There are so many great examples of this, and it's probably one of my biggest pet peeves.  I very rarely get excited about romance in stories in general (yes, even Jane Austen), usually I just want people to have some common sense for crying out loud, so when you add, say, a WAR THEY SHOULD BE FIGHTING, I get a little frustrated.

Just a little.

In case you hadn't noticed.

SERIOUSLY, IF THIS DISTRACTION DID NOT EXIST, BOOKS WOULD BE OVER IN HALF THE TIME BECAUSE THEY'D ACTUALLY BE FIGHTING THE WAR, DANGIT!


And honestly, since romance feels like an extra in adventure/action genres anyway, I feel like the drama is often used as a filler when the author can't actually think of anything else that could possibly happen, and they can't end the story yet, because it's not long enough!*



*I might be guilty of doing this ONCE.  ONE TIME.  And they were mostly fighting, and the main character didn't want to save the world ANYWAY, and the girl was mad at him for it, so it was JUSTIFIED, people.  JUSTIFIED.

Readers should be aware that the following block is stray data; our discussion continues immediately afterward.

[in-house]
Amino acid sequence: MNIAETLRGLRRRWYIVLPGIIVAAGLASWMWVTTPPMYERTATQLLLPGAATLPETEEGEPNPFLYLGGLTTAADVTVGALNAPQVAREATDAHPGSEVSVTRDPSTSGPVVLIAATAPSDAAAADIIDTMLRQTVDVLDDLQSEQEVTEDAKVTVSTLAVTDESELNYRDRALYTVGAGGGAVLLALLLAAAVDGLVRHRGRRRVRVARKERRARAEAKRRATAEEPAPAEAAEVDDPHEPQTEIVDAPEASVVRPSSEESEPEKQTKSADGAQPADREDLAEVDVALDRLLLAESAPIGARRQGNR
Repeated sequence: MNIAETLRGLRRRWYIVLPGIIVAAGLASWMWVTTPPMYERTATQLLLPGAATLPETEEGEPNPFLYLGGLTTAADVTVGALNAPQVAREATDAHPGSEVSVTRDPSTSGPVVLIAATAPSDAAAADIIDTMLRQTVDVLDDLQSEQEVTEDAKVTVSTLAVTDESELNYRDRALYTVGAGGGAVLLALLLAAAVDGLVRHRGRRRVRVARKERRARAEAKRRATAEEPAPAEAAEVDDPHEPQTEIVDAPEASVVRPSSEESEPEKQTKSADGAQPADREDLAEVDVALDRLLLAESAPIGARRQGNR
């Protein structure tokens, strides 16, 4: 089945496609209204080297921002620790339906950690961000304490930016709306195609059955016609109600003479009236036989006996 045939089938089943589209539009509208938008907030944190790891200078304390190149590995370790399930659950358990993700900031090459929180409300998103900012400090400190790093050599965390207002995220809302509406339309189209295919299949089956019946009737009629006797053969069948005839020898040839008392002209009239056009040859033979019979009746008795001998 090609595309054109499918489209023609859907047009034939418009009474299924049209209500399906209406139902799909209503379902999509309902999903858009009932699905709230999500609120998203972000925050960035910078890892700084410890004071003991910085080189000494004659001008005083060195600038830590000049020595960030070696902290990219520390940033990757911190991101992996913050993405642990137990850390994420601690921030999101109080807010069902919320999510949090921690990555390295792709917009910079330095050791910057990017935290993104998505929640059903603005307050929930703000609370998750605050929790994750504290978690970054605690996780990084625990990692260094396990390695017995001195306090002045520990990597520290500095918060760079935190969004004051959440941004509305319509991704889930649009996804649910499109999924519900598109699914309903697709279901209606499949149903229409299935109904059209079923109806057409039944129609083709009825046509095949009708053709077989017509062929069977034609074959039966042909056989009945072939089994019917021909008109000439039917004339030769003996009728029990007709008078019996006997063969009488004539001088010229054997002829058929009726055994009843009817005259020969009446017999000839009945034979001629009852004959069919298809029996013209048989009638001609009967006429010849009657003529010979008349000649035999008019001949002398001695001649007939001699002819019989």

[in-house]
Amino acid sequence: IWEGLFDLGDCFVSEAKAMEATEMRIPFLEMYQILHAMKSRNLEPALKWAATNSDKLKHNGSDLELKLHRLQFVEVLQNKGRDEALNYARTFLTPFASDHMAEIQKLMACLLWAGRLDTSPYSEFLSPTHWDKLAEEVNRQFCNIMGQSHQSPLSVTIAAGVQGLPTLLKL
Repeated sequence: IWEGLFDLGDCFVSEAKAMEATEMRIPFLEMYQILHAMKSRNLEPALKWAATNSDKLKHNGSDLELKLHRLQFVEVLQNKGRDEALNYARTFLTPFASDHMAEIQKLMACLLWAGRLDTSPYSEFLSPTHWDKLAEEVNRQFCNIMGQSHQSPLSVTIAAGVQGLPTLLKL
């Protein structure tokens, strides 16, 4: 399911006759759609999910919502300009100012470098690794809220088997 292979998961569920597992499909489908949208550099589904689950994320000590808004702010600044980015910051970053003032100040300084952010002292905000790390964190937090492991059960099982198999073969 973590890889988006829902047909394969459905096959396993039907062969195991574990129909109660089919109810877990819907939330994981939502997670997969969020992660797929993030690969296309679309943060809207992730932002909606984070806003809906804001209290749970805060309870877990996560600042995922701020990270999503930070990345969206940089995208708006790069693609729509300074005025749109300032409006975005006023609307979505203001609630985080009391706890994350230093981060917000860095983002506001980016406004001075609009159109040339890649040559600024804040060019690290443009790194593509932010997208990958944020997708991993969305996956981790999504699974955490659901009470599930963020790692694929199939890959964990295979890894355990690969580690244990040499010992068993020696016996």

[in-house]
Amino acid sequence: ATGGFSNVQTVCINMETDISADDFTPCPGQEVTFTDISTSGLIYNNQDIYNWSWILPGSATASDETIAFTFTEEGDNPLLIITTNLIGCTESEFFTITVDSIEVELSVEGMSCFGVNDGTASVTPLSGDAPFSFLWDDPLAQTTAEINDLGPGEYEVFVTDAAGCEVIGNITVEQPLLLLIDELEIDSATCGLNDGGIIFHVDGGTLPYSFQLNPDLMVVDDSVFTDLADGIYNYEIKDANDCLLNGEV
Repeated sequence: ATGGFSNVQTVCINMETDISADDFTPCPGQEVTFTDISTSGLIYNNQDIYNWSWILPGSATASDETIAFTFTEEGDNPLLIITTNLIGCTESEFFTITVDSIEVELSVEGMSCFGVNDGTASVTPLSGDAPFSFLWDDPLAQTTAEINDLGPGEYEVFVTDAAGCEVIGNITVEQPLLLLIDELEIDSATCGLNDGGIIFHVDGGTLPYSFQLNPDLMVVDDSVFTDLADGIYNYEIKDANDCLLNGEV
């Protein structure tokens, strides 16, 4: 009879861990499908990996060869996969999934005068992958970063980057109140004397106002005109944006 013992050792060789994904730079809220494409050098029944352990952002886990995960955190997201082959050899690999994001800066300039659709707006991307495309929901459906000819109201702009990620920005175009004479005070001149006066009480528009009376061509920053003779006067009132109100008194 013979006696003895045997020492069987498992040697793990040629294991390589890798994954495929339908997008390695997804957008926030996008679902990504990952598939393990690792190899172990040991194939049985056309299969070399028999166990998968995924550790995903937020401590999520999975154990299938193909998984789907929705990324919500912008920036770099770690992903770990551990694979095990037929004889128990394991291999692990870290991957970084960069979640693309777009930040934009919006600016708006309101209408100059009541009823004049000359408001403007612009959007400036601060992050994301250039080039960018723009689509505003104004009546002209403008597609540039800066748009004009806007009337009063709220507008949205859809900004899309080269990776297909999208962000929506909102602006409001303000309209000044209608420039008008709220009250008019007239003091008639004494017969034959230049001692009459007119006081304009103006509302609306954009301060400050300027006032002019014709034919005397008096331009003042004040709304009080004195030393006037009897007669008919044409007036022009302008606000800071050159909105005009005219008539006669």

Very often, the romance is directed towards the wrong person.
Just look at any tall, dark, mysterious, "bad boy" love interest.  Seriously.  Talk about emotional manipulation.  Most of the time they're the most narcissistic jerks the planet has to offer.  The only reason they look like a half decent person is because they're being compared to the villain. 

So, you know, they might be verbally abusive, controlling, self-centered, cheating, and completely and utterly void of all empathy, but at least they're not trying to take over the world and and introduce a totalitarian order!  THAT JUST FIXES EVERYTHING INSTANTLY!




So I'm sure you're all waiting for me to tell you how you're SUPPOSED to write romance.
Hahahahahahahaha you probably just want me to shut up because I haven't posted in a century and now I'm back and shouting opinions in your face.  

Honestly, the problem with writing and being an author is that one group of people is totally there for the kissing-instead-of-shooting-people, and then people like me are screaming at the pages, or TV, or whatever, and immensely frustrated because we just want explosions and epic fight scenes and to envy whatever cool tech the lead guy is using.